But according to research academics in Belgium and France, a significant percentage of the 100 FHSs (File Hosting Services) they've studied made it very easy for outsiders to access the files simply by guessing the URLs that are bound to each uploaded file.

Making an already bad situation even worse, they presented more evidence that such Internet attacks, far from being theoretical, are already happening in the wild, and with increased frequency.

The academic researchers said they developed some software and then 'trained' web crawlers on the file services and uncovered hundreds of thousands of private files in just two weeks. They also used the file hosting sites to store private files that contained Internet beacons, so they'd know if anyone opened them. Over a month's span, no less than 80 unique IP addresses accessed the so-called "honey files" 275 times, indicating that the weakness is already being exploited in the wild to harvest data many users believe isn't available for general viewing or utilization.

“These so-called file hosting services adopt a security-through-obscurity mechanism where a user can access the uploaded files only by knowing the correct download URIs,” the researchers wrote in a paper presented at the most recent USENIX Workshop on Large-Scale Exploits and Emergent Threats.

“While these services claim that these URIs are secret and cannot be guessed, our study shows that this is far from being true,” said the researchers.

The security flaws that were the easiest to exploit were found on hosting sites that use sequential identifiers in the download URIs. By writing scripts that enumerate the IDs character by character, their bot crawler was able to locate almost 311,000 unique files over a period of just 30 days. The researchers then ran searches on Microsoft's search engine to arrive at an estimate of 168,320 or 54 percent of them, were private files because they hadn't been shared online, at least not yet.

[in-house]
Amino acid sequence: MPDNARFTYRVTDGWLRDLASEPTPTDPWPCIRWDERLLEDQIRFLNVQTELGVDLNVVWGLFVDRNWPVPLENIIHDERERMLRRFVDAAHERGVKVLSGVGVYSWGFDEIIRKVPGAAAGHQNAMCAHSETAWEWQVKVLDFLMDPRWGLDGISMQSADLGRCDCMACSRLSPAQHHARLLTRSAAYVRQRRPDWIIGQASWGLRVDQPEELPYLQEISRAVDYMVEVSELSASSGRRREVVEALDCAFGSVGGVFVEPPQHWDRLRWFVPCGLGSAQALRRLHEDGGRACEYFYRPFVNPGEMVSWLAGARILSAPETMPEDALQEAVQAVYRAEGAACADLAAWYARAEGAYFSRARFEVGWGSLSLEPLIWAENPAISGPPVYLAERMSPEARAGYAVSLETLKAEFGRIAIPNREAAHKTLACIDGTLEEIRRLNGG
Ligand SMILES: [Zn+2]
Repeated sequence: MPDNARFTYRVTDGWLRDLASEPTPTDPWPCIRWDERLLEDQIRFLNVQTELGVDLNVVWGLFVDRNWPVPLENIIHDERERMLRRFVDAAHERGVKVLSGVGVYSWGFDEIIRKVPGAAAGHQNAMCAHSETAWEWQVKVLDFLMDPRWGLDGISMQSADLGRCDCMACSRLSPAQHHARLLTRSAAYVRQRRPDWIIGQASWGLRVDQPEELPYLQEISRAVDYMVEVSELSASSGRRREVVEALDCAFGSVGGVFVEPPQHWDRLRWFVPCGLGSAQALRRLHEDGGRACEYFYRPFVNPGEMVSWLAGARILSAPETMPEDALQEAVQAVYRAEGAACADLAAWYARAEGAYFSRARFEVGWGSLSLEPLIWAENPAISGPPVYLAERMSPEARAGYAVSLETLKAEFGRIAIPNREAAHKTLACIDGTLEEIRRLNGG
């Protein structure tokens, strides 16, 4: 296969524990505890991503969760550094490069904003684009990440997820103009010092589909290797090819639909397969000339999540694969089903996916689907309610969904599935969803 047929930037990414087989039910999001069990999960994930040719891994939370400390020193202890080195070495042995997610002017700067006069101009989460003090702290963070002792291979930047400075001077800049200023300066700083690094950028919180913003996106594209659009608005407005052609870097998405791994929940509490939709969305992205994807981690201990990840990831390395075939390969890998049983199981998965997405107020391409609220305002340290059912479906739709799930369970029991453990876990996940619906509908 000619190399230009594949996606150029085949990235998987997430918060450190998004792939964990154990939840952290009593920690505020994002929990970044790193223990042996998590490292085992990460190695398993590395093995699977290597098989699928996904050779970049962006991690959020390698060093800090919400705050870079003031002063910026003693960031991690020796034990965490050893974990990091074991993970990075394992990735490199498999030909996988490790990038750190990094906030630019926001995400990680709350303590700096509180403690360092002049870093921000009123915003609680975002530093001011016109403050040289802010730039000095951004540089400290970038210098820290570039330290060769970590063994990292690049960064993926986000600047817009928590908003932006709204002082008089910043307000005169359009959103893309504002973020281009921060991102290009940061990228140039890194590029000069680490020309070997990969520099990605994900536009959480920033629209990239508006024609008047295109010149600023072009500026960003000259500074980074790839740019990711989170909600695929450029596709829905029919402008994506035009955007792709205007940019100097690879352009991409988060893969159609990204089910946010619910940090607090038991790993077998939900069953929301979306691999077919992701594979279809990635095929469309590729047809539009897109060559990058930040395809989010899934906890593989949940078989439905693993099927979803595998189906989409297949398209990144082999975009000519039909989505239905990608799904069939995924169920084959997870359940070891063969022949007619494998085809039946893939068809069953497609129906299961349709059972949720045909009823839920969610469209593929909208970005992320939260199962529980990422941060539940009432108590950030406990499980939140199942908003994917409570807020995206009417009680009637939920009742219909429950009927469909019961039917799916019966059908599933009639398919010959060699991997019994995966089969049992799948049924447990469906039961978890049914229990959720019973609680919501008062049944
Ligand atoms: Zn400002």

“Unfortunately, the security issues are extremely serious since the list of insecure FHSs using sequential IDs also include some of the most popular names, often highly ranked by Alexa in the list of the top Internet websites,” the researchers wrote.

But in an effort to prevent their findings from being abused, their report didn't say which specific sites are the most vulnerable to various types of attacks.

Another common security flaw involved the use of pseudorandom URIs for each uploaded file. By using brute-force attacks that cycled through every possible known combination, the researchers were able to successfully guess a file's unique ID 1.1 times for every thousand attempts. Part of the weakness is the result of websites that used IDs that consisted of only numeric strings with a maximum length of six numbers. But even when services used IDs with alphanumeric characters or numbers with a length of 8, the researchers achieved similar success at penetration rates.

In other instances, some file hosting services used ID systems with enough complexity that rendered brute-force techniques ineffective or used CAPTCHAs (user-graphic input identifier boxes) or other mitigations.

However, and in many cases, the researchers were often able to guess the names anyway by simply exploiting a directory traversal vulnerability in a commonly-used web hosting program used by most file sharing services.

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Source: LulzSec.